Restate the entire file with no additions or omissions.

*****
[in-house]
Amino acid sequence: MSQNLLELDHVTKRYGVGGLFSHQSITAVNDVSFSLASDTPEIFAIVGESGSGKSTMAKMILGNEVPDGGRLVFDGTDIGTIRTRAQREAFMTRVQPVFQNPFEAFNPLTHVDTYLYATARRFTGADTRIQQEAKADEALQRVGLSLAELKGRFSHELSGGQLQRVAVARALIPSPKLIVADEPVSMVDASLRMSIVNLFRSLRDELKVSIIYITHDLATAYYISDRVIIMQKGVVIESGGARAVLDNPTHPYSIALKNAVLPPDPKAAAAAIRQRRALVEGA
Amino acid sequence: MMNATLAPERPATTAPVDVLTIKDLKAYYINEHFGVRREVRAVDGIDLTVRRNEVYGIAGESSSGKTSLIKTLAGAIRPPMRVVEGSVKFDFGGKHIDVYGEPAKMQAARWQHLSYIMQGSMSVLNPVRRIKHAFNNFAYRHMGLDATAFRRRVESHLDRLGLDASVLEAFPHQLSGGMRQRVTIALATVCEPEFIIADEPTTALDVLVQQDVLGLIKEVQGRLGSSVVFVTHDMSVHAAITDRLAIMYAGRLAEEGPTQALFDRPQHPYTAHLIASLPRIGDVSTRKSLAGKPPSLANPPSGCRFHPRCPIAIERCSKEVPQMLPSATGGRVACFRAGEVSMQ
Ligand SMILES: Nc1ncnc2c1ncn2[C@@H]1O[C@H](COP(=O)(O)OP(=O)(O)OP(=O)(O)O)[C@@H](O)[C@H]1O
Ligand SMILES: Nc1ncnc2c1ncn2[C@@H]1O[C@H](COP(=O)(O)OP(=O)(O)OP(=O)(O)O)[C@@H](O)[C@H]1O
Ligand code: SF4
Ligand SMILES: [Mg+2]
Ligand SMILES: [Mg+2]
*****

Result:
[in-house]
Amino acid sequence: MSQNLLELDHVTKRYGVGGLFSHQSITAVNDVSFSLASDTPEIFAIVGESGSGKSTMAKMILGNEVPDGGRLVFDGTDIGTIRTRAQREAFMTRVQPVFQNPFEAFNPLTHVDTYLYATARRFTGADTRIQQEAKADEALQRVGLSLAELKGRFSHELSGGQLQRVAVARALIPSPKLIVADEPVSMVDASLRMSIVNLFRSLRDELKVSIIYITHDLATAYYISDRVIIMQKGVVIESGGARAVLDNPTHPYSIALKNAVLPPDPKAAAAAIRQRRALVEGA
Amino acid sequence: MMNATLAPERPATTAPVDVLTIKDLKAYYINEHFGVRREVRAVDGIDLTVRRNEVYGIAGESSSGKTSLIKTLAGAIRPPMRVVEGSVKFDFGGKHIDVYGEPAKMQAARWQHLSYIMQGSMSVLNPVRRIKHAFNNFAYRHMGLDATAFRRRVESHLDRLGLDASVLEAFPHQLSGGMRQRVTIALATVCEPEFIIADEPTTALDVLVQQDVLGLIKEVQGRLGSSVVFVTHDMSVHAAITDRLAIMYAGRLAEEGPTQALFDRPQHPYTAHLIASLPRIGDVSTRKSLAGKPPSLANPPSGCRFHPRCPIAIERCSKEVPQMLPSATGGRVACFRAGEVSMQ
Ligand SMILES: Nc1ncnc2c1ncn2[C@@H]1O[C@H](COP(=O)(O)OP(=O)(O)OP(=O)(O)O)[C@@H](O)[C@H]1O
Ligand SMILES: Nc1ncnc2c1ncn2[C@@H]1O[C@H](COP(=O)(O)OP(=O)(O)OP(=O)(O)O)[C@@H](O)[C@H]1O
Ligand code: SF4
Ligand SMILES: [Mg+2]
Ligand SMILES: [Mg+2]